Leadership Style and Crisis Management

1175 WordsFeb 21, 20125 Pages
Boin, A., P.‘t Hart., A. McConell and T. Preston. (2010). Leadership style, crisis response and blame management: The case of hurricane Katrina. The Journal of Public Administration, 88(3), 706-725 In this paper I have summarized the article and offer comments on where additional research would assist in further understanding of the issue. The authors of this article used retrospective review which uses existing data and researches. Leadership style and crisis management have always been the main topics in the wake of a disaster and are always a debate topic between the public and the politicians in power. The reason this article seemed more interesting is that I personally followed up on all the media coverage on the issue of…show more content…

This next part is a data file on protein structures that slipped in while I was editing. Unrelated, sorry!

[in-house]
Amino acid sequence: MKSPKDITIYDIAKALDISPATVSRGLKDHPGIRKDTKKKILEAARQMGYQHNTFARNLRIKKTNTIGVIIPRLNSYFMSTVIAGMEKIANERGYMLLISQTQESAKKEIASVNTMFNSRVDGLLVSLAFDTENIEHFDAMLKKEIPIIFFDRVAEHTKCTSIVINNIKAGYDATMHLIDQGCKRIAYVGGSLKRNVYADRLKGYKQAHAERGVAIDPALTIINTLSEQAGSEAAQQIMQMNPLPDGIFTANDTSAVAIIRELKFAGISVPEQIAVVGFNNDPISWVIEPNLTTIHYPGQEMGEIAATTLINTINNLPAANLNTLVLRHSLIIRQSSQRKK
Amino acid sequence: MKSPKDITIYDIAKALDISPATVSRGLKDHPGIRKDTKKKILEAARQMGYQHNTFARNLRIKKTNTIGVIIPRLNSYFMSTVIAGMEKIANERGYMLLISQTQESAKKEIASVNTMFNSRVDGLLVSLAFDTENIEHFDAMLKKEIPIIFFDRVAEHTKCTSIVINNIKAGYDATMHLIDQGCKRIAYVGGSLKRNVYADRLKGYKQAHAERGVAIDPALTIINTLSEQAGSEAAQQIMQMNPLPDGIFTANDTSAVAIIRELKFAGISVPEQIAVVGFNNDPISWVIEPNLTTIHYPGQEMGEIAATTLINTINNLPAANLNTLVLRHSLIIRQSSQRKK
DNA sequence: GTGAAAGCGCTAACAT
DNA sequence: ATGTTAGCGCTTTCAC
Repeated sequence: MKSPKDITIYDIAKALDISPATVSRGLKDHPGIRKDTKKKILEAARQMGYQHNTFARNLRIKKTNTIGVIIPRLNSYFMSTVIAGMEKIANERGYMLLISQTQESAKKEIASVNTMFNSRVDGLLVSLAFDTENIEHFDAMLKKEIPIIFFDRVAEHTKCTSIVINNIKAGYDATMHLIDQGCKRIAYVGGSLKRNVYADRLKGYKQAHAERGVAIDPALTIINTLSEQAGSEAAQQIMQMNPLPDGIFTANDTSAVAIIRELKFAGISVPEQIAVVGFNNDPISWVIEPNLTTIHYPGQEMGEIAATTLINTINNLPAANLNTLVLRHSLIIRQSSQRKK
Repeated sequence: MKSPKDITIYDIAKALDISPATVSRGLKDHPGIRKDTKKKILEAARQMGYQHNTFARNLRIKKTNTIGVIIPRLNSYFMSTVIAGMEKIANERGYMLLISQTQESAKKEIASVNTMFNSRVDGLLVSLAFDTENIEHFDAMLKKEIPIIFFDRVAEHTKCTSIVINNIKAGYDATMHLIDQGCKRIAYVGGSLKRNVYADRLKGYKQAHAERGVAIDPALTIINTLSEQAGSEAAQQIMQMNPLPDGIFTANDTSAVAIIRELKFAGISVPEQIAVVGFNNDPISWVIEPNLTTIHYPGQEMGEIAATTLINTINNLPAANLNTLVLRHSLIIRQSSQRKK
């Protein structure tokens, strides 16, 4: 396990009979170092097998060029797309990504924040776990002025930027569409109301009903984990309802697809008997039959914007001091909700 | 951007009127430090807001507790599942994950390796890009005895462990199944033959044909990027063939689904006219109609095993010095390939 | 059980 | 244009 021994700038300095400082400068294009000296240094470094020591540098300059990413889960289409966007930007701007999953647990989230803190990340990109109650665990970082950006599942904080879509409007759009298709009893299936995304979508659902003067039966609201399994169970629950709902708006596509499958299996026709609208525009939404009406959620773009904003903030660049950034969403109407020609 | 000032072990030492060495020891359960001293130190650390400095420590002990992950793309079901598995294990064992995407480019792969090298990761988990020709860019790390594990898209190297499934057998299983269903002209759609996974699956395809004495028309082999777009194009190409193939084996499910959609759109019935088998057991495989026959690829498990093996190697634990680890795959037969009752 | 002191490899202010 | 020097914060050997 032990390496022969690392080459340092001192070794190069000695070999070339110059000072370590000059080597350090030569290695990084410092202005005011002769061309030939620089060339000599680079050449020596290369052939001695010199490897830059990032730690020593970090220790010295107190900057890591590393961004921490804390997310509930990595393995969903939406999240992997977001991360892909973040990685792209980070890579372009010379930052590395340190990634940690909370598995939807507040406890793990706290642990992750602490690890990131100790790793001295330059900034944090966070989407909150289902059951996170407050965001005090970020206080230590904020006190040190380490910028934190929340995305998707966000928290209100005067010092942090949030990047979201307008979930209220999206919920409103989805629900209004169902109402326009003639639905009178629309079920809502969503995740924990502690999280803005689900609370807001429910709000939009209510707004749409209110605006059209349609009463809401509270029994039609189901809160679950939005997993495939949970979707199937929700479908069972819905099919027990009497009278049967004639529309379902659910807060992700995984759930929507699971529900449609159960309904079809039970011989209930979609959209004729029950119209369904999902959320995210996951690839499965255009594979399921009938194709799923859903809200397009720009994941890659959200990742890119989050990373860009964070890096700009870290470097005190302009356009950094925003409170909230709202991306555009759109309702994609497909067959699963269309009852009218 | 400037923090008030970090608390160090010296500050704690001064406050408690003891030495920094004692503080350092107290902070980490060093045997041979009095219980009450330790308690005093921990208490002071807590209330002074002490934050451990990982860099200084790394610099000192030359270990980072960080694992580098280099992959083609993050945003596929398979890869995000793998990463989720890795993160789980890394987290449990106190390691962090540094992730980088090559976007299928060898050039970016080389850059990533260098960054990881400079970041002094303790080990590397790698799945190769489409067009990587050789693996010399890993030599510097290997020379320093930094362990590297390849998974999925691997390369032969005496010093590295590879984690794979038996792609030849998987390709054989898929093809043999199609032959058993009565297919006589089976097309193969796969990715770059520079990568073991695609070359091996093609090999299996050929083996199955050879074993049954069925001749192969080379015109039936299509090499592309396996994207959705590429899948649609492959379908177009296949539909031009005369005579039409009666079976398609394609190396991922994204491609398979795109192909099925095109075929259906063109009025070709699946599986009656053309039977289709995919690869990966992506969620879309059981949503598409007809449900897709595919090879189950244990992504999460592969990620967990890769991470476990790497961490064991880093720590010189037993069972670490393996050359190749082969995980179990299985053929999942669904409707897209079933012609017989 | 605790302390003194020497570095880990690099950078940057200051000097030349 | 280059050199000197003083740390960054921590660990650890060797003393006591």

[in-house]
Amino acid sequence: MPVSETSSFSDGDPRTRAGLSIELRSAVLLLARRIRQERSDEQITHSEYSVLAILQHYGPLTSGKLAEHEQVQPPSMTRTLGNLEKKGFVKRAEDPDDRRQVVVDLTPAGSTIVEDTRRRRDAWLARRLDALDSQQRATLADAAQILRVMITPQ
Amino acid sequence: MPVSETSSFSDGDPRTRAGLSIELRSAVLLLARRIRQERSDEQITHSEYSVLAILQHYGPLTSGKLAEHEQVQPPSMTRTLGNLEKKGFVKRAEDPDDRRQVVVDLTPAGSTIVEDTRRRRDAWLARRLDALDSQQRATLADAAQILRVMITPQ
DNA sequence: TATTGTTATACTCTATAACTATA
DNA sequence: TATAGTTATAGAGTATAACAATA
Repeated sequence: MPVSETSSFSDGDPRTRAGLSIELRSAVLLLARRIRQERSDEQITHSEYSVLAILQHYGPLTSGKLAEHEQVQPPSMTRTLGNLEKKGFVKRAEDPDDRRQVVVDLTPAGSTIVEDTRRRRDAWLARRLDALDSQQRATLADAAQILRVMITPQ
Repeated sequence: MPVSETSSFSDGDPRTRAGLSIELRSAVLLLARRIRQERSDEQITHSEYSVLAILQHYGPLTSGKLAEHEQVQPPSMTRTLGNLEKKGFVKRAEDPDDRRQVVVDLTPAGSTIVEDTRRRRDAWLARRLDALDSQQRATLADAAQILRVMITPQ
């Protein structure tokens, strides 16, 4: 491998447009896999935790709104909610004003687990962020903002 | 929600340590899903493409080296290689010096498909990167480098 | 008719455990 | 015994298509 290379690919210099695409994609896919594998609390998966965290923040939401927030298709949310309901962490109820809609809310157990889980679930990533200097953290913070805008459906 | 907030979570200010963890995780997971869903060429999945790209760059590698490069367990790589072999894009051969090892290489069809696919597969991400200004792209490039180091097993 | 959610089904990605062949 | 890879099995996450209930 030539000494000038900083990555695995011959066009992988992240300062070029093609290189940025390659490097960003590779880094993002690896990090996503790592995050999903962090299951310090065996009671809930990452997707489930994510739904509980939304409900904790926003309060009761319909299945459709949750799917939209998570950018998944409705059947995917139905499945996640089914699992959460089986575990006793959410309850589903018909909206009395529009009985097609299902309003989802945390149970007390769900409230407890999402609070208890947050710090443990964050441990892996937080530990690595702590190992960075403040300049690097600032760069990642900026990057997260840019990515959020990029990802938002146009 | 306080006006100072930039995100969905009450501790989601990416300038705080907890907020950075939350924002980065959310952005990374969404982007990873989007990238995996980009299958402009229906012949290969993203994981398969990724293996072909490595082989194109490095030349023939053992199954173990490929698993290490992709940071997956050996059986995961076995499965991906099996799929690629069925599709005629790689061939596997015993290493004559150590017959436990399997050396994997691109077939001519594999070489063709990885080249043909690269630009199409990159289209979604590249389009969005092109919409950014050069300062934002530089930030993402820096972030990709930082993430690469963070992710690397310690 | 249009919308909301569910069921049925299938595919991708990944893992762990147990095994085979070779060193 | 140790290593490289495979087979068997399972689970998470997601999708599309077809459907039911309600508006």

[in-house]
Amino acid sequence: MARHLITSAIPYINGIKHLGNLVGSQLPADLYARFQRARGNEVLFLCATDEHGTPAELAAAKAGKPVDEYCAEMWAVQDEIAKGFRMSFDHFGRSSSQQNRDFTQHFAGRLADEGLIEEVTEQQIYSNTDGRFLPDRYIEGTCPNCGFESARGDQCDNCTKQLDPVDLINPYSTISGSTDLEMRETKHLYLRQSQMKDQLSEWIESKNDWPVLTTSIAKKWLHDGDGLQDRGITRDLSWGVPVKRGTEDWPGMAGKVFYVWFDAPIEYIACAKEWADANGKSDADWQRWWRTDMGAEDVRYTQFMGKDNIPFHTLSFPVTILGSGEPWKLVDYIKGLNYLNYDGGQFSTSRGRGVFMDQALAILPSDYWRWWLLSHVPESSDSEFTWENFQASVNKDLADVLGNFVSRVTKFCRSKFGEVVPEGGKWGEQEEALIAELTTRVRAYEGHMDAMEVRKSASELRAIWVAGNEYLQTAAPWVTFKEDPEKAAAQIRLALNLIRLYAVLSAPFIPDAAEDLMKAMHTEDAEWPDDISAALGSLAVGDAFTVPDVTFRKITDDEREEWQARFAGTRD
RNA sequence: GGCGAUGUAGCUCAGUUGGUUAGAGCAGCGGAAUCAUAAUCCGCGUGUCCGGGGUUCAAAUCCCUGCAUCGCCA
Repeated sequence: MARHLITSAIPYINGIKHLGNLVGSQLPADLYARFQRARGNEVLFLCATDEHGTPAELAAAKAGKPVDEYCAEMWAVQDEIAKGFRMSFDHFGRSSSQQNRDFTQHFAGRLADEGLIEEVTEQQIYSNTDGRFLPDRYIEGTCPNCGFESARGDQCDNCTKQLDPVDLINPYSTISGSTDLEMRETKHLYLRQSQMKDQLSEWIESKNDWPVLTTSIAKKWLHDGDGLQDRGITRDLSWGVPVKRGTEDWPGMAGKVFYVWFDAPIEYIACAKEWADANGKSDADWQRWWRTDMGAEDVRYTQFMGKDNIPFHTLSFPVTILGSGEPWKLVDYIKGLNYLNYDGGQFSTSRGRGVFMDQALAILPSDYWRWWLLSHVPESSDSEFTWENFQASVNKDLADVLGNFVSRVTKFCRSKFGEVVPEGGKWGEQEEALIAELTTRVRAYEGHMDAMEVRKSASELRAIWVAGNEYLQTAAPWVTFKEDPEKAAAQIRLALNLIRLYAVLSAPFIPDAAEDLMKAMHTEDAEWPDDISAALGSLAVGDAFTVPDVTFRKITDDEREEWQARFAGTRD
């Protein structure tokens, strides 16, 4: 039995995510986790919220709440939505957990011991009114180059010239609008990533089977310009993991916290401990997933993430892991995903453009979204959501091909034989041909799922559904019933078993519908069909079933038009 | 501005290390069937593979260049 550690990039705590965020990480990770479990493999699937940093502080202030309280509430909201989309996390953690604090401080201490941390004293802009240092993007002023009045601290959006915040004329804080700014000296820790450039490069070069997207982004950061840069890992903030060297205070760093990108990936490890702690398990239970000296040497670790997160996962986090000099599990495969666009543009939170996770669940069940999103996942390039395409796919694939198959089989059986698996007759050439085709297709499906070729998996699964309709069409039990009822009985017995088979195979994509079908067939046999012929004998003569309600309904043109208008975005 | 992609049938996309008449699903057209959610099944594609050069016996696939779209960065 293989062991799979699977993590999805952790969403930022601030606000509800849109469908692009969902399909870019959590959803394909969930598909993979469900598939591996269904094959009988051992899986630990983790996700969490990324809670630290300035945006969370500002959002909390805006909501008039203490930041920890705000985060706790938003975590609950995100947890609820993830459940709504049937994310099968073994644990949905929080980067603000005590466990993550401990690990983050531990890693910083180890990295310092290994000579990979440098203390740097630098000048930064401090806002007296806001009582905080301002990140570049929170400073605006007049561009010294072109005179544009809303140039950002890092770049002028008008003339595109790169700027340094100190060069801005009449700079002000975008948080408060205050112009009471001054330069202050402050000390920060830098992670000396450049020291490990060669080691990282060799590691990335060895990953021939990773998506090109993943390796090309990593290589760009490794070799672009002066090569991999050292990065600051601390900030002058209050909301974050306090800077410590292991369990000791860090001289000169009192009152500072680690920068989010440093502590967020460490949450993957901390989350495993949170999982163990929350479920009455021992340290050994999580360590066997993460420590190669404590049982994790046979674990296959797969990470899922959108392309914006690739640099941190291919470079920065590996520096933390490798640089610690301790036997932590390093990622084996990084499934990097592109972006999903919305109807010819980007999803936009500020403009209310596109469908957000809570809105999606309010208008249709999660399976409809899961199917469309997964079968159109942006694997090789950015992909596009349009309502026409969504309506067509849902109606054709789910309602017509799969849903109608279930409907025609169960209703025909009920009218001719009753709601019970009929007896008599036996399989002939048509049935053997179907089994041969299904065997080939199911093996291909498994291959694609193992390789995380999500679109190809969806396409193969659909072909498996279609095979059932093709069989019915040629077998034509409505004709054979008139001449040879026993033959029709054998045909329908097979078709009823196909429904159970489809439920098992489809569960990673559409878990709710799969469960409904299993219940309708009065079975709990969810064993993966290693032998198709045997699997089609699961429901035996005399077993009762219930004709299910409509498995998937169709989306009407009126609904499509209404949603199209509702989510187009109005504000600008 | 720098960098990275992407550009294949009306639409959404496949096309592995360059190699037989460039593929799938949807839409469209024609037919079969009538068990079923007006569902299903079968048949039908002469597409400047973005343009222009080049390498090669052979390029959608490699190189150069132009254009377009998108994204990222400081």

But at times of crisis the way leaders respond and how quick and efficient they decide when people’s life and safety is at risk is a measure of how successful they are. In the case of Hurricane Katrina media coverage on desperate people trapped in superdome, in anticipation of rescue, were the measure of leaders failure in the public eye. Political leaders have also much more attention from the media therefore it is vital to engage in mindful blame management strategies. Dealing with the aftermath of the crisis is also important assessment of the government. For instance, as it is mentioned in the article President Bush did not visit New Orleans, he rather flew over the affected area, and this act clearly did not help his image and made him look insensitive and careless. Article Limitations This article focuses mainly on only one particular situation and that can not be generalized to various critical situations political leaders may face during their leadership period. It also indicates that every leadership style would leave the leader vulnerable to some sort of blame attribution post crisis; what it does not identify is whether or not there is a link between leadership characteristics and the leader’s blame management strategies. It would be beneficial to see some research in that area, hence future research could look at different leadership style in diverse emergency situations and the leaders’ management
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